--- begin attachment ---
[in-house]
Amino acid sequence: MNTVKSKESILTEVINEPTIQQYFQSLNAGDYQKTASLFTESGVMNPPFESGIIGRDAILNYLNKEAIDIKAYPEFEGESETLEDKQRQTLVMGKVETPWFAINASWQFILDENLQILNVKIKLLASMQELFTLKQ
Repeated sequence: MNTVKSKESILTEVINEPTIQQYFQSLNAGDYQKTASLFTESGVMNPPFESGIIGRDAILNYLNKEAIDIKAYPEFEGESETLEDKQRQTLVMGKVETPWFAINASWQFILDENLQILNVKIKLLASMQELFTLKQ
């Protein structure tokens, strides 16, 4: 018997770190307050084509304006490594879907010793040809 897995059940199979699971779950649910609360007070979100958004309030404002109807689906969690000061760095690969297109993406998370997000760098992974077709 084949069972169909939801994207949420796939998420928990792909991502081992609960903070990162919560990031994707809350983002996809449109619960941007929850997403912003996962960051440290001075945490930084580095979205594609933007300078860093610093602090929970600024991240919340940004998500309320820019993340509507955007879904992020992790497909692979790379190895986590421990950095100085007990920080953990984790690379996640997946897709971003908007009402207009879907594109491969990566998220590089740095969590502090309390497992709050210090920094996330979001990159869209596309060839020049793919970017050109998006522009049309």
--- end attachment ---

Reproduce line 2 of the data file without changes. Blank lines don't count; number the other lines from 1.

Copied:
Amino acid sequence: MNTVKSKESILTEVINEPTIQQYFQSLNAGDYQKTASLFTESGVMNPPFESGIIGRDAILNYLNKEAIDIKAYPEFEGESETLEDKQRQTLVMGKVETPWFAINASWQFILDENLQILNVKIKLLASMQELFTLKQ